and Zogby has McCain up by almost the same numbers over Obama in a poll released yesterday.

[HT:  Tammy Bruces article Thom Rainer via his Twitter feed, Zogby poll Ed Stetzer via his Twitter feed.]

Hmmm.  Twitter is more useful than I thought.  Mine’s twitter.com/artrogers.

Voting One’s Convictions

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voteI’ve heard it argued that to vote one’s Christian convictions, especially this year, the vote must not be cast for either of the two major party candidates that appear to have finally sewn up their party’s nomination.  We think.

The argument, as recently posted by my friend Micah Fries, goes that to pick the lesser of two evils, which McCain and Obama are supposed to be, then you have to choose “evil.”  Therefore, vote your convictions and let the chips fall where they may.

I would like to humbly challenge this thought process.

The conclusion above assumes that avoiding the election of someone that would lead us away from my overall convictions is a choice that leads to me not voting my true convictions.  In fact, to avoid leadership that would, in my opinion, shipwreck our nation is a very firm conviction of mine.

In America’s not too distant history, we have precisely two perfect examples of people voting for third party candidates in order to “vote their convictions” – one to the Republicans and one to the Democrats.

In 1992, H. Ross Perot ran as a candidate for President against George H. W. Bush, the incumbent, and William Jefferson Clinton.  While both parties hemorrhaged disenchanted voters to Perot, the Republicans were the greatest loser.  As a result, though Bill Clinton did not even receive a majority of the popular vote, the electoral college swung his way and the Republicans endured the Democrats’ most beloved leader since JFK, the “Teflon Don” of Presidential politics, Bill Clinton, who was re-elected and served for 8 years.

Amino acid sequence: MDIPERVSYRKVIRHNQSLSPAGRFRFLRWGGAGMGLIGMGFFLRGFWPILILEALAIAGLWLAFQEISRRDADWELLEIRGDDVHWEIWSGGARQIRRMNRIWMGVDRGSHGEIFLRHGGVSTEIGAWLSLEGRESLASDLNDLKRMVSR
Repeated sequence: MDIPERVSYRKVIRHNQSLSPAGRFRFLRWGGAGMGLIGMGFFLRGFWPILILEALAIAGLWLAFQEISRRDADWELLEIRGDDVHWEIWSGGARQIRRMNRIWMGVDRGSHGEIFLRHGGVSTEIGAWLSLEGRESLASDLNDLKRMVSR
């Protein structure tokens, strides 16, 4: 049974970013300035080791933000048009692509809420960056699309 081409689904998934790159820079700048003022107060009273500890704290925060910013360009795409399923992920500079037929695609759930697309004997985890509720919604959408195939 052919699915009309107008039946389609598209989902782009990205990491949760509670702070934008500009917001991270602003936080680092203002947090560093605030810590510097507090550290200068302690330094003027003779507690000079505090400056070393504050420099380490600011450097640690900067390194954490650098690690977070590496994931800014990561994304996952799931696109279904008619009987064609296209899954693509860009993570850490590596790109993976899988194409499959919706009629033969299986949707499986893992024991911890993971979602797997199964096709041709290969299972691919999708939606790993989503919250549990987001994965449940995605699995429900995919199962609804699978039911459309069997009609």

In 2000, Ralph Nader eschewed calls from the Democrats to step aside.  Rather, much like Perot, and like the “lesser of two evils” argument, Nader declared that both candidates, George W. Bush and Al Gore were so similar that the difference was negligible.  This was a Green Party slap in the face to Al Gore, who claimed to represent the Environmental interests.  It turns out, that Nader was probably right.  At least in evaluating Bush’s and Gore’s personal commitment to the environment, it is well documented that Bush’s ranch in Texas is a model of “earth friendly” efficiency, while Gore’s is an energy hog and burns natural gas at a rate of 12 times that of his neighbors, while only having a house 4 times as large – documented on Snopes.

What is my point with all of that?  Apparently, the environmentalists, at least enough of them, agreed with Nader and voted for him.  George W. Bush, though losing the popular vote, won the boondogle court case in Florida and the Supreme Court of the United States and the electoral college that goes with it.

What are the results of these two turns?

Many, but most tangible are the appointments to the Supreme Court.  Bill Clinton:  Ginsburg and Dreyer.  George W. Bush:  Chief Justice Roberts and Alito.

And here we are again.

A report from the Boston Globe documents the speculation that at least one if not three justices are on the verge of retiring.  It also documents that the court is very definitely split between two groups of 4 right leaning and 4 left leaning justices, with Justice Kennedy often now the swing vote.

There are justices in both “camps” that are possible retirees.

All of this is to say, whoever wins the election will most likely control the court and it will swing one way or the other.

Oh, and the Globe also reports that Obama is promising to appoint justices with a “broader social outlook” and McCain is promising to appoint justices more int he model of new Chief Justice John Roberts.

This is not to mention the vast number of vacancies on lesser Federal Benches that the left leaning Congress has declined fill, delaying the nominees of President Bush in hopes of replacing him with a more liberal President that will nominate men and women to fill the gaps in a way that will suit them better.  The lower courts are backed up to the point of violating the Constitutional right to a speedy trial and the Congress can’t hold out another four to eight years.  Allow the election of the wrong President, and they won’t have to wait.

I humbly submit to you that I will be voting for a major party candidate this year and will not hesitate to “vote my convictions” – even if he is not the one I would have chosen a year ago.  My convictions are that we return the our courts to their conservative roots and not have justices that legislate from the bench.  Presidents and Congressmen come and go, but the courts last for decades.